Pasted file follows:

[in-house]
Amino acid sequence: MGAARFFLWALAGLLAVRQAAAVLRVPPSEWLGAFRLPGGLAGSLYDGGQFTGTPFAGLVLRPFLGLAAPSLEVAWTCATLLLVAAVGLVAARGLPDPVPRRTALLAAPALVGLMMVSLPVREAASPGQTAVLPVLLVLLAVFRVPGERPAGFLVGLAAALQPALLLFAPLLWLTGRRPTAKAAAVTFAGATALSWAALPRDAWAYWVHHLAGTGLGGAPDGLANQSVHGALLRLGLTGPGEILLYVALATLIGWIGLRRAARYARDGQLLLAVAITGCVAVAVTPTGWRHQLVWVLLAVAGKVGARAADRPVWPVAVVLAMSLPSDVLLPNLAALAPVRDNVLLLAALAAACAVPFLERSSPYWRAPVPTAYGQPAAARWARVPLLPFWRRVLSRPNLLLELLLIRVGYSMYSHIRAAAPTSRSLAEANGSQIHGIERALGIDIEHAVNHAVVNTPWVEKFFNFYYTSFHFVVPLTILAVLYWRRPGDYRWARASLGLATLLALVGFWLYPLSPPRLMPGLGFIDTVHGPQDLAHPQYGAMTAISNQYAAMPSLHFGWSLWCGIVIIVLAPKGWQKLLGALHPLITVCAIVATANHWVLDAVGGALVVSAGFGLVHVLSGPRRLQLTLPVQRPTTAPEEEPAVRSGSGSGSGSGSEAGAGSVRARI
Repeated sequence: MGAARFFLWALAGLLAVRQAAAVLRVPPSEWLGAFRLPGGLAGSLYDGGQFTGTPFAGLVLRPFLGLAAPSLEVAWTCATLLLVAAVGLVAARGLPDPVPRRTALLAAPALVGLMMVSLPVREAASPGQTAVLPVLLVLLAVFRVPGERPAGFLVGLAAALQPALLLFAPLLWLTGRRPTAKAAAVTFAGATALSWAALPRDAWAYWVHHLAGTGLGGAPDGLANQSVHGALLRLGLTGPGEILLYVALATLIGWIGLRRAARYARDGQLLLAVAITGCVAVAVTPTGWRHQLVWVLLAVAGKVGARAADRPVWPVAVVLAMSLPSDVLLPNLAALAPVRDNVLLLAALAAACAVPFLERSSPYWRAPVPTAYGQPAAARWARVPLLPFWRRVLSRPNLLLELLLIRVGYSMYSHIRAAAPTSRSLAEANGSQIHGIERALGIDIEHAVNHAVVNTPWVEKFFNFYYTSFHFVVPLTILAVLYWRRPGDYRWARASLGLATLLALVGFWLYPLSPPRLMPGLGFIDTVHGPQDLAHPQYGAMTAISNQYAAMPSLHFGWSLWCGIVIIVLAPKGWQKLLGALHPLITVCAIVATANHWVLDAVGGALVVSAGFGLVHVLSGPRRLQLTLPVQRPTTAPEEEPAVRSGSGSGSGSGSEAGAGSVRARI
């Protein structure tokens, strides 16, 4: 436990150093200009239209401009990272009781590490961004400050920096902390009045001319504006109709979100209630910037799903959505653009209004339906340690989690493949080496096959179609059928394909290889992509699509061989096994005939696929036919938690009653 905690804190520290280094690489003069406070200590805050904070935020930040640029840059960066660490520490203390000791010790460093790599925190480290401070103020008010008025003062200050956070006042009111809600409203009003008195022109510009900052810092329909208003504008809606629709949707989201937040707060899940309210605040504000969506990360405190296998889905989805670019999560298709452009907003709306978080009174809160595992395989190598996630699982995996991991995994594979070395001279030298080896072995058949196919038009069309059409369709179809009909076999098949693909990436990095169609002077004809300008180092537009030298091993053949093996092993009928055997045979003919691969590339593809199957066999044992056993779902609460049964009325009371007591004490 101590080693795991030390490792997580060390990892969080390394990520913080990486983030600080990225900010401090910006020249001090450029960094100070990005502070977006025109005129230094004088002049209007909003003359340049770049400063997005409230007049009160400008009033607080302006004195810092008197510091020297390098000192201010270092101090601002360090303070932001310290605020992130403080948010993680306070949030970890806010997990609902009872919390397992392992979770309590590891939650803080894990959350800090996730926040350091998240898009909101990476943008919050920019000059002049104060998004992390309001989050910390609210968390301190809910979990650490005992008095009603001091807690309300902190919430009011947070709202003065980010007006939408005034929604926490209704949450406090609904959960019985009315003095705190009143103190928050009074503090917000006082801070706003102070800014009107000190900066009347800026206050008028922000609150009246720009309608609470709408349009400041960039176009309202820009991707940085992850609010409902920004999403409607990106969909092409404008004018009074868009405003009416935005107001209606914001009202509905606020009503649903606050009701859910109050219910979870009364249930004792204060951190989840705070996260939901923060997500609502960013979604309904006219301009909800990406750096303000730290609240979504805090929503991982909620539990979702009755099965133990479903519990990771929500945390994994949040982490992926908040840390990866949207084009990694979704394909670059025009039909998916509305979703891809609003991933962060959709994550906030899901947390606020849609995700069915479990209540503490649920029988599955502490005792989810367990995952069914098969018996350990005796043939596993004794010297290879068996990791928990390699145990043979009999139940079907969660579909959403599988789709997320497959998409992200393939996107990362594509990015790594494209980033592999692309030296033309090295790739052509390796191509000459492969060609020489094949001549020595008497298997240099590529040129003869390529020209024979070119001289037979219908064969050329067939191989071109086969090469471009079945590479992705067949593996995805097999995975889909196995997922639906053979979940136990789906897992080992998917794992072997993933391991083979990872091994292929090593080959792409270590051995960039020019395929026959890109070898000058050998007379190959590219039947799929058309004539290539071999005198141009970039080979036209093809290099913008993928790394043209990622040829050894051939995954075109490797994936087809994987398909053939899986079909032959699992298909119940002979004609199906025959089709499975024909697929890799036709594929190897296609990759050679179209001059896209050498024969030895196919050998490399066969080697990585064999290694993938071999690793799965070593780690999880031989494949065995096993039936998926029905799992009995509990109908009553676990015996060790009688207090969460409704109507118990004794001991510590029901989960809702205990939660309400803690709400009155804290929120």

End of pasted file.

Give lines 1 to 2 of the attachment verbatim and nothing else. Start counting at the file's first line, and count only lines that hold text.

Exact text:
[in-house]
Amino acid sequence: MGAARFFLWALAGLLAVRQAAAVLRVPPSEWLGAFRLPGGLAGSLYDGGQFTGTPFAGLVLRPFLGLAAPSLEVAWTCATLLLVAAVGLVAARGLPDPVPRRTALLAAPALVGLMMVSLPVREAASPGQTAVLPVLLVLLAVFRVPGERPAGFLVGLAAALQPALLLFAPLLWLTGRRPTAKAAAVTFAGATALSWAALPRDAWAYWVHHLAGTGLGGAPDGLANQSVHGALLRLGLTGPGEILLYVALATLIGWIGLRRAARYARDGQLLLAVAITGCVAVAVTPTGWRHQLVWVLLAVAGKVGARAADRPVWPVAVVLAMSLPSDVLLPNLAALAPVRDNVLLLAALAAACAVPFLERSSPYWRAPVPTAYGQPAAARWARVPLLPFWRRVLSRPNLLLELLLIRVGYSMYSHIRAAAPTSRSLAEANGSQIHGIERALGIDIEHAVNHAVVNTPWVEKFFNFYYTSFHFVVPLTILAVLYWRRPGDYRWARASLGLATLLALVGFWLYPLSPPRLMPGLGFIDTVHGPQDLAHPQYGAMTAISNQYAAMPSLHFGWSLWCGIVIIVLAPKGWQKLLGALHPLITVCAIVATANHWVLDAVGGALVVSAGFGLVHVLSGPRRLQLTLPVQRPTTAPEEEPAVRSGSGSGSGSGSEAGAGSVRARI